Black Dice, David Grubbs

May 10, 2003, Brighton, UK
The Fat Cat label has always been a haven for interesting idiosyncratic music with an experimental edge, and they've constantly sought to expose new artists, so it wasn't surprising that I'd only heard half the artists on this label showcase in an all-seated theatre venue. One is still a marginal mystery. Appropriately due to drowsiness, we arrived a little late and missed Drowsy who was described by earlier arrivals as a one-man folk-strumming funeral. Crescent are a band who've been around in some shape or form for quite a while and an obvious comparison is Hood, with maybe some Soft Machine influence? No other band in the UK really sounds much like them though. They play fragile ruminations on the beauty of nature, with sax, keyboards and what looks like a home made double bass meandering streams along. The weak spot is the rodent-like singer who is totally flat. Although his lyrics fit the music really well, I'd rather have heard the band play instrumentals.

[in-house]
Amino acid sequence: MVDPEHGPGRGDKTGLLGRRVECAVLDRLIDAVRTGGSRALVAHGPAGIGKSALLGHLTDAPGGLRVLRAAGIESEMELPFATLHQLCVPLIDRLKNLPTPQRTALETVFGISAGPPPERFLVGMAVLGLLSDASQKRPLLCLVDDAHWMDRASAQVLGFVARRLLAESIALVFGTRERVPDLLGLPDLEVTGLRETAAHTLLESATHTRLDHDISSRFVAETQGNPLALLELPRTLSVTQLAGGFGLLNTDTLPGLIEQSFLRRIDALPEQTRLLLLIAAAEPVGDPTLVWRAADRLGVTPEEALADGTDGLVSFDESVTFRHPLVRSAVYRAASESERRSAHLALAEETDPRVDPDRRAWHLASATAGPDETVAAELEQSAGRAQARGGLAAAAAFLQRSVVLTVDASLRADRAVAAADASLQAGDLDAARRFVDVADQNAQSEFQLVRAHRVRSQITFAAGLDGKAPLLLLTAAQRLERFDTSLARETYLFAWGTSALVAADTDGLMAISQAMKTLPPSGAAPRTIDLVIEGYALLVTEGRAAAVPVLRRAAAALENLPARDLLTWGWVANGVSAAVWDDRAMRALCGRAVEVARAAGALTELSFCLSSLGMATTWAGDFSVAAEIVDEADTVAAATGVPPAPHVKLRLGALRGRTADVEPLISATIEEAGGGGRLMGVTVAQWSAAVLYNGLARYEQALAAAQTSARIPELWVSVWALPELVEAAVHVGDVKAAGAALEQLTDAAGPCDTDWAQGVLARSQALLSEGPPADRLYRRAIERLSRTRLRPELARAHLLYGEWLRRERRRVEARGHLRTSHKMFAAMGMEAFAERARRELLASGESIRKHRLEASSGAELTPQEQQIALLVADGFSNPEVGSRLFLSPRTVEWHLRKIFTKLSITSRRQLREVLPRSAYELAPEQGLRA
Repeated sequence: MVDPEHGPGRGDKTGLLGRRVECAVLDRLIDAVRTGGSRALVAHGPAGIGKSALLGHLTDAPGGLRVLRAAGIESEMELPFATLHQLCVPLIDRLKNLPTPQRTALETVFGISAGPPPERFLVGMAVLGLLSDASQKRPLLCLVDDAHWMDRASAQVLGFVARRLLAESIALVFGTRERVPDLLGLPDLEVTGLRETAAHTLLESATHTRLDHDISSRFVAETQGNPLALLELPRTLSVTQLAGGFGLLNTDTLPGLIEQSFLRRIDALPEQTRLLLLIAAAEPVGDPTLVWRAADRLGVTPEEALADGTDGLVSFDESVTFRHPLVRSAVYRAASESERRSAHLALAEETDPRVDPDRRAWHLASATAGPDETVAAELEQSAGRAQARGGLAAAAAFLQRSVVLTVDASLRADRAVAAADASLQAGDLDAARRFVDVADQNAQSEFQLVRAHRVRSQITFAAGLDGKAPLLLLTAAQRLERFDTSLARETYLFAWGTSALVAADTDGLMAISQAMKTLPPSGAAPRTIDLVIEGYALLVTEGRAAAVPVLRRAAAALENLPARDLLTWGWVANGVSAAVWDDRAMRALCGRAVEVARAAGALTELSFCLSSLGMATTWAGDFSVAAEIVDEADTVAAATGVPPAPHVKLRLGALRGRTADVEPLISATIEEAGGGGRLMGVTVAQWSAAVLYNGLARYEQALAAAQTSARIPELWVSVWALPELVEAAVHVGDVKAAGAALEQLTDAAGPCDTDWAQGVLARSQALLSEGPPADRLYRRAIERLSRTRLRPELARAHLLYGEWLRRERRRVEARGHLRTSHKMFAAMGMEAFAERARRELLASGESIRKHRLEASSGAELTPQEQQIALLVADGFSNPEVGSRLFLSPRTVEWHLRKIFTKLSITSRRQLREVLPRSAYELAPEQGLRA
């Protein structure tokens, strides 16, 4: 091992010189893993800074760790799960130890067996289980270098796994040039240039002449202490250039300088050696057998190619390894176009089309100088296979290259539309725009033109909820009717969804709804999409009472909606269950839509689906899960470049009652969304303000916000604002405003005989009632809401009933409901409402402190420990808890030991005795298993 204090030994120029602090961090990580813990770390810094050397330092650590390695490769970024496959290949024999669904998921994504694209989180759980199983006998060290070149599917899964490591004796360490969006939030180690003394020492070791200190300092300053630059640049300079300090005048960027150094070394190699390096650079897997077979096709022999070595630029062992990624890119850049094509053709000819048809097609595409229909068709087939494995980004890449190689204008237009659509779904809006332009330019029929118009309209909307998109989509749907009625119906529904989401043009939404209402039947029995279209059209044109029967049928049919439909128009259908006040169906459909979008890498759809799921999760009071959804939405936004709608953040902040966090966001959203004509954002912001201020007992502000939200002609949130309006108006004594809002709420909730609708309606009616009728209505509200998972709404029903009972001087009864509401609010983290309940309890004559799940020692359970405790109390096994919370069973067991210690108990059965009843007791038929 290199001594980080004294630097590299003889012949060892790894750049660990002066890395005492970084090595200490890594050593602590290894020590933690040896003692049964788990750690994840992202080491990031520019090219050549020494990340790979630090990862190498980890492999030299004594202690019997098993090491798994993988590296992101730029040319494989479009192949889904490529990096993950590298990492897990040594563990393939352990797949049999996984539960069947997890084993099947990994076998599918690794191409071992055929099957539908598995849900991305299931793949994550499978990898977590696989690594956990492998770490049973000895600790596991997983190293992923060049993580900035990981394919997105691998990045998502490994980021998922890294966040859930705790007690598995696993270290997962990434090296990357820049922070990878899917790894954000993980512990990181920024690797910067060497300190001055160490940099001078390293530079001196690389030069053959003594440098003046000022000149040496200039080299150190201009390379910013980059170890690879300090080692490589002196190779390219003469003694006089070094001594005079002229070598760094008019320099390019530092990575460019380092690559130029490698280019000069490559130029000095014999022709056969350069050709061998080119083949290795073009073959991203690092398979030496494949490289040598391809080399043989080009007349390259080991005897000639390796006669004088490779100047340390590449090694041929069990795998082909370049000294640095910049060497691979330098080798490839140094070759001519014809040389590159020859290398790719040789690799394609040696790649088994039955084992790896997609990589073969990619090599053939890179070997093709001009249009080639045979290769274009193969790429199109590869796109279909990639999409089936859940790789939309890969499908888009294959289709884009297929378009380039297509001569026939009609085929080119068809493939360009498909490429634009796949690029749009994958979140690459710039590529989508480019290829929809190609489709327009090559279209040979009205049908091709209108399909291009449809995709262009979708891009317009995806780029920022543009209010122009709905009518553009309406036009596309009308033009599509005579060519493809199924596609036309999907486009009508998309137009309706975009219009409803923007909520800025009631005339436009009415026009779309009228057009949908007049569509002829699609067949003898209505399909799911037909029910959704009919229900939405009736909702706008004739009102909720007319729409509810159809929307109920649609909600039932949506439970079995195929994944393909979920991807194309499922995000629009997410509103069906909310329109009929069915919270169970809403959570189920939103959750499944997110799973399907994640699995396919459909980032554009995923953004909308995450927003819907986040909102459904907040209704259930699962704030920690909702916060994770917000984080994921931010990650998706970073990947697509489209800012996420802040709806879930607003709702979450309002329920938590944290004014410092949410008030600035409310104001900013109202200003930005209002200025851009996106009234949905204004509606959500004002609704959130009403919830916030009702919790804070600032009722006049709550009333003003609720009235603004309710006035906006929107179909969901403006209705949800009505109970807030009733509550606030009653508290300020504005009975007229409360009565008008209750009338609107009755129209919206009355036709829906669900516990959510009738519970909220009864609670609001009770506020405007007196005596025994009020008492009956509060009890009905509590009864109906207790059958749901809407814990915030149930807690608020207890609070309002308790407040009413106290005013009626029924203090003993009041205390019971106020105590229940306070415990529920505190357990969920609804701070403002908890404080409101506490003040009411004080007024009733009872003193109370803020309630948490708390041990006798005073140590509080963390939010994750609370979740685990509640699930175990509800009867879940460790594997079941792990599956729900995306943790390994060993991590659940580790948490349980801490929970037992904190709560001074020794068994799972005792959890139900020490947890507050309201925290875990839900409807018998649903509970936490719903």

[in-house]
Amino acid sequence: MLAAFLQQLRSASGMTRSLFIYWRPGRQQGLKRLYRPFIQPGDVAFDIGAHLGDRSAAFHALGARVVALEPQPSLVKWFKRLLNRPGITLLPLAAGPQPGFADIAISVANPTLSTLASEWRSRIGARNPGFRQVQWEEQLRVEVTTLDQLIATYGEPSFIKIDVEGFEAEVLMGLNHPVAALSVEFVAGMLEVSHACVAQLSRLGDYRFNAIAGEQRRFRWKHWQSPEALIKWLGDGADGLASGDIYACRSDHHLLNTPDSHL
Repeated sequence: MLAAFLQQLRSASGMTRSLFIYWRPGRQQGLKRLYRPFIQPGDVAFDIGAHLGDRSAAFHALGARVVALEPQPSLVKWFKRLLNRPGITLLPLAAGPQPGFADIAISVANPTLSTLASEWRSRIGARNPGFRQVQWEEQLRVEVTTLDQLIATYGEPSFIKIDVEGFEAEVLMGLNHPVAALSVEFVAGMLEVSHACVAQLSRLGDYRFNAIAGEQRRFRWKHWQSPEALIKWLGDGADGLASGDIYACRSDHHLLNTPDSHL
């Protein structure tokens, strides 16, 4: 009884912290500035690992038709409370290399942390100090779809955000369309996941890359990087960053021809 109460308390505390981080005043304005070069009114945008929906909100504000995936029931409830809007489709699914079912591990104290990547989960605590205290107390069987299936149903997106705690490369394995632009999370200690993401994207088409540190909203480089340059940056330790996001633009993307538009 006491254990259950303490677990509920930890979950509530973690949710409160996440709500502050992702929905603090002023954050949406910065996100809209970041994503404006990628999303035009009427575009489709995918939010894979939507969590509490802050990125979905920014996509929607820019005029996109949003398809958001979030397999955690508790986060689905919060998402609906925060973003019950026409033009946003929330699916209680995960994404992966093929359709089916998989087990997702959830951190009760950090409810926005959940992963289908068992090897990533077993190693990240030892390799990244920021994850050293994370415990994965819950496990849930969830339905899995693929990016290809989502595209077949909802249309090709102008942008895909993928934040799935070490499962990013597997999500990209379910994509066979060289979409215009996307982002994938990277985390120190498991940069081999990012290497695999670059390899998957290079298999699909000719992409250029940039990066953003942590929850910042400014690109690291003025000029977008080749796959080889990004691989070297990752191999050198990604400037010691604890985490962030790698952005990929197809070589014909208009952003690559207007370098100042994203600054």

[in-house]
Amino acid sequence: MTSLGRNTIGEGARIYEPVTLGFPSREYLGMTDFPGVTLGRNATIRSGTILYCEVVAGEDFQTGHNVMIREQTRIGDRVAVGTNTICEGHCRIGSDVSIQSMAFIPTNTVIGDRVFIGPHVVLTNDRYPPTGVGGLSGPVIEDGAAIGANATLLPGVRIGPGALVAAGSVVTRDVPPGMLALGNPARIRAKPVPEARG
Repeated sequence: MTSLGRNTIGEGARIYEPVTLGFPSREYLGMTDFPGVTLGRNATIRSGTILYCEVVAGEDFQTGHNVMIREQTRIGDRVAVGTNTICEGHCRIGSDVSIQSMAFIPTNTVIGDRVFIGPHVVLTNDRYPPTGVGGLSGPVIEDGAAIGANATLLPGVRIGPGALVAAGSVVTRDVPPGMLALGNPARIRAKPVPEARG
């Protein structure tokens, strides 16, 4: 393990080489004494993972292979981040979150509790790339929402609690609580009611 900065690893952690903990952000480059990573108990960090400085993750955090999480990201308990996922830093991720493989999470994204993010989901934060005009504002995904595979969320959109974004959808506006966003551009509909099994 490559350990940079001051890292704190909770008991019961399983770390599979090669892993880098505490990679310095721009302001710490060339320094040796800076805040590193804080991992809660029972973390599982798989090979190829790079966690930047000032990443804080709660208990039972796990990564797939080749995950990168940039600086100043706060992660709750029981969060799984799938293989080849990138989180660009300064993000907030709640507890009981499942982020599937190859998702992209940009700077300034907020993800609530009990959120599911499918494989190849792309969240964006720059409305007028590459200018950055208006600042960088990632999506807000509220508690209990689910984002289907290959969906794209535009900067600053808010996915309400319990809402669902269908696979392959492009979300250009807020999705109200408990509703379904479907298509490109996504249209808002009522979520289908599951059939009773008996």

The Animal Collective are two possessed nerds from France who sit next to each other strumming very odd and original unchord shapes from their guitars whilst yapping immature over-excitement about pregnancy and other things that make them happy. They were pretty funny. Most everyone was agreed that they'd never heard anything quite like them, and if you like Half Japanese you'd probably also like them. The venue was perfect for Semiconductor's upbeat laptop visions, and the huge video game visuals projected at the screen that had descended over the stage were just the right journey for my drunken head to take at that point. I probably enjoyed them the most and was left energised and eager to hear more. David Grubbs came on alone and played a typically sparse instrumental on a grand piano and then some songs on acoustic guitar. I enjoyed him a lot more when he played with a band, and I can never help thinking that it seems quite unlikely that he'll ever make another record as great as those last couple of Gastr Del Sol albums. Black Dice headlined and made a similar noise to their recent Beaches and Canyons album although I'm pretty sure none of the material was replicated or if it was they'd drastically deconstructed it. They were at their best when the two effects twiddlers let out a prolonged climactic noiseburst. I'd have much rather seen them in a more intimate venue where they might've stood more chance of overwhelming the senses. Despite perfect sound, I wanted it louder so I could drown in it and they seemed a little static behind their wired tables.